Hepatitis C virus (HCV) is characterized by high genetic variability, which is manifested both at the inter-host and intra-host levels. However, its role in the clinical course of infection is less obvious. The aim of the present study was to determine the genetic variability of HCV HVR1 (hypervariable region 1) of genotype 1b and 3 in plasma of blood donors in the early seronegative stage of infection (HCV-RNA+, anti-HCV−) and in samples from chronically infected patients using next-generation sequencing. Sequencing errors were corrected, and haplotypes inferred using the ShoRAH software. Genetic diversity parameters (intra-host number of variants, number of nucleotide substitutions and diversity per site) were assessed by DNA SP and MEGA. During the early infection, the number of variants were significantly lower in subjects infected with genotype 3 than with genotype 1b (p < 0.02). Similarly, intra-host number of variants, number of nucleotide substitutions and diversity per site were lower in genotype 3 chronic infection (p < 0.0005). In addition, early infection was characterized by significantly lower HVR1 variability values (p < 0.04) when compared to chronic infection for both genotypes. It seems that the observed differences in HVR1 variability represent an inherent property of particular viral genotypes.
Hepatitis C virus (HCV) is characterized by high genetic variability, resulting from both high error rate of viral RNA polymerase and immune pressure of the infected host. Consequently, HCV intra-host population displays high diversity reflected by the concomitant presence of multiple variants. Typically, after initial reduction upon the virus transmission to a new host, known as transmission bottleneck, HCV diversity expands as patient is progressing to chronicity1,2. Genetic variability of intra-host population, driven by immune pressure, allows the virus to escape from both humoral and cellular immune responses, gaining fitness advantage which may result in viral persistence3,4. Thus, the composition and dynamics of HCV population during the early phase of infection may determine its outcome5,6,7,8. HCV inter-patient variability is manifested mainly by the existence of different genotypes, classified from 1 to 79. Despite the fact that they represent the same species, their genome may differ by up to 31–33%10. Interestingly, the question whether HCV genotypes are characterized by different intra-host variability remains unresolved. This is partly due to technical limitations of methods utilized to analyze viral diversity, such as DNA heteroduplex gel shift method, single-strand conformation polymorphism or bulk clonal sequencing11,12,13. Their sensitivity for minor variant detection is low, with the variant frequency detection limit no better than 3–15% in most of the studies1,14. More recently, novel methods allowed for in-depth analysis of viral diversity such as single-genome or next-generation sequencing (NGS)2,15. They provide a tool for evaluation of a wide spectrum of genetic variants, but at a cost of greater sequencing error when compared to clonal sequencing16. Concomitantly, novel computational methods aimed at NGS error correction and variants reconstruction have been devised15,17.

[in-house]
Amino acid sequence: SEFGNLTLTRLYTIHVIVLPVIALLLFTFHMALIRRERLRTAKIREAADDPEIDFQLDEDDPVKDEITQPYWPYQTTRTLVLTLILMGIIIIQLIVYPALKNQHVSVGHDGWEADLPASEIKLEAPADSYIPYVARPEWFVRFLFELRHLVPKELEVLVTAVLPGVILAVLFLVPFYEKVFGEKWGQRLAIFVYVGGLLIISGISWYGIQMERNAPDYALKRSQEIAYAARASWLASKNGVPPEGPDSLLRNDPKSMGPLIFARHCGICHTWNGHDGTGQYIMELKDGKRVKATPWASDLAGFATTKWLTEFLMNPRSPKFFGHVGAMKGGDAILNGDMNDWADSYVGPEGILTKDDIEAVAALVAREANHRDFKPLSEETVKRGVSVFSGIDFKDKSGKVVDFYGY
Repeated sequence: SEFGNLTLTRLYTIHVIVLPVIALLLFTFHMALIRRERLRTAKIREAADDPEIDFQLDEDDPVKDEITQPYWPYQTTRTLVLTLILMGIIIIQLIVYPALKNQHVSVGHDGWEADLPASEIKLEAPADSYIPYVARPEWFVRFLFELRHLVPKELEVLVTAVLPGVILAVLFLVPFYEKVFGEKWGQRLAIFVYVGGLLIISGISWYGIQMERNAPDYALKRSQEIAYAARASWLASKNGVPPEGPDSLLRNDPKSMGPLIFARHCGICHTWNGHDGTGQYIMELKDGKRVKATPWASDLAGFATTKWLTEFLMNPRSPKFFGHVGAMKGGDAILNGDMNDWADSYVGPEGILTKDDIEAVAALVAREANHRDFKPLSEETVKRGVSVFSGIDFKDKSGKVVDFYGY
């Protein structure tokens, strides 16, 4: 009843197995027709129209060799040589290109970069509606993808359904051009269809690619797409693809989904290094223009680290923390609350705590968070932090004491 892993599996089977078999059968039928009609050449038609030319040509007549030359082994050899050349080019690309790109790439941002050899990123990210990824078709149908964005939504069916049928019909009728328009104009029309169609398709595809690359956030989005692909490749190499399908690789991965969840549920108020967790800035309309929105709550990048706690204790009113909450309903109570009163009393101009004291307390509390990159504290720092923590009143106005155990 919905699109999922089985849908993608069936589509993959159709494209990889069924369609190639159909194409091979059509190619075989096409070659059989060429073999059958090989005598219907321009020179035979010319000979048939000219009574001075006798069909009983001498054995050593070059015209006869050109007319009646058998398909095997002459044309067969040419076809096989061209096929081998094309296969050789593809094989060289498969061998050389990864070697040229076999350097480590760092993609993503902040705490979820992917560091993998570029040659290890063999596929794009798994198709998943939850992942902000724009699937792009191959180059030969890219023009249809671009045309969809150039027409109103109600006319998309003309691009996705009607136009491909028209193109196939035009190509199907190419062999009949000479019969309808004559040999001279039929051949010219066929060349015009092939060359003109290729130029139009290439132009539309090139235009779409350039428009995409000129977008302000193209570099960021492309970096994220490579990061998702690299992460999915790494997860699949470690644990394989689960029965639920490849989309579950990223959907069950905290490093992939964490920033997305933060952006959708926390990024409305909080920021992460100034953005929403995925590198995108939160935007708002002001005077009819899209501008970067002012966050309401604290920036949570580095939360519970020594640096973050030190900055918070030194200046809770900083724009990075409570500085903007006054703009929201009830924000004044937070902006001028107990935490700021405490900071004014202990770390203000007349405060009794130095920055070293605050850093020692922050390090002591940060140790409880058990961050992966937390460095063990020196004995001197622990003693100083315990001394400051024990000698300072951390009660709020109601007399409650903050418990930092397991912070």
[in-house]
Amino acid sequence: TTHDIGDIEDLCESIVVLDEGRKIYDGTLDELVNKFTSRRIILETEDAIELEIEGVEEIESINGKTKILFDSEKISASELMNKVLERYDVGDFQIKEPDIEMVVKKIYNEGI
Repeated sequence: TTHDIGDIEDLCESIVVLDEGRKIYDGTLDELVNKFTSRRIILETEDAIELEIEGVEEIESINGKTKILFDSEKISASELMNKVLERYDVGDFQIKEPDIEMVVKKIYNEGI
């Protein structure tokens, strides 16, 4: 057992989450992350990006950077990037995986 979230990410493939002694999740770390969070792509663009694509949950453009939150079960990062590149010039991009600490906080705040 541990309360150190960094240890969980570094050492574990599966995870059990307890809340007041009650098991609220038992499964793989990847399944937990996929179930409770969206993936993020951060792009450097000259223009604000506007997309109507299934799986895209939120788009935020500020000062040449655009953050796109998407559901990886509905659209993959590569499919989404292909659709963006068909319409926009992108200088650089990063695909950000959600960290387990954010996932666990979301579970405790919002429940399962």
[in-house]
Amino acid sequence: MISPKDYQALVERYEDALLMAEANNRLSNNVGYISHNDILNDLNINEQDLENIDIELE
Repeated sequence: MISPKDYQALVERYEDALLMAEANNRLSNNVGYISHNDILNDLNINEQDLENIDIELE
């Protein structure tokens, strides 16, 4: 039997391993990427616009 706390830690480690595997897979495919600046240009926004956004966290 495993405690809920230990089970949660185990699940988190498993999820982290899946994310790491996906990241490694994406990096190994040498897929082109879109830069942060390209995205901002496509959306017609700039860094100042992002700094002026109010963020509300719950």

The aim of the present study was to infer genetic variability of HVR1 (hypervariable region 1), a highly variable fragment of envelope 2 glycoprotein, which is a major target for specific humoral immune response18, in an unique collection of plasma samples from blood donors at an early seronegative stage of HCV genotype 1b or 3 infection (HCV-RNA positive, anti-HCV-negative) using a next-generation sequencing strategy. Samples from genotype matched, seropositive chronically infected patients were also analyzed. Our study showed that HCV genotype 3 displays significantly lower HVR1 genetic variability than genotype 1 during both early acute and chronic infection.
In total, 388 202 HVR1 sequence reads were obtained, 4006.8 (mean per sample) for early infection seronegative subjects and 3595.7 (mean per sample) for chronically-infected patients. Similar number of reads (depth of sequencing) was obtained for genotype 1b and genotype 3 samples, both in early (4060.0 vs 3947.2) and chronic infection (3217.3 vs 4033.7).
The reads were further corrected for errors and reconstructed into haplotypes using ShoRAH. From one to 31 variants were identified per sample in early infection subjects (three to 31 for genotype 1b and one to 16 for genotype 3) and from five to 114 for chronically-infected patients (five to 114 for genotype 1b and five to 39 for genotype 3). After implementation of 0.5% cutoff to the reconstructed variants, from one to 14 variants were retained per sample in early infection subjects (one to 14 for genotype 1b and one to ten for genotype 3) and from one to 36 in chronically-infected patients (five to 36 for genotype 1b and one to 21 for genotype 3). Consequently, the mean number of nucleotide variants was significantly lower in genotype 3 infected subjects than in those infected with genotype 1b, both for early (3.5 vs 5.9; p = 0.002) and chronic (8.5 vs 19.5; p < 0.0001) infection (Fig. 1). Likewise, the number of intra-population nucleotide substitutions, when compared to consensus sequence, was significantly lower in case of genotype 3, both for early (7.0 vs 17.7 p = 0.02) and chronic (13.9 vs 43.8, p = 0.0004) infection. Similarly, the nucleotide diversity per site π was significantly lower in chronic genotype 3 than genotype 1b infection (0.0318 vs 0.0701; p < 0.0001). It was also lower in early genotype 3 infection, but this difference did not reach statistical significance (0.0184 vs 0.0439; p = 0.053). The summarized results are presented graphically on Fig. 1.
When early and chronic infections were compared, the number of HCV variants, substitutions and the extent of nucleotide diversity were all significantly higher (p < 0.04) in the latter group for both genotype 1b and genotype 3.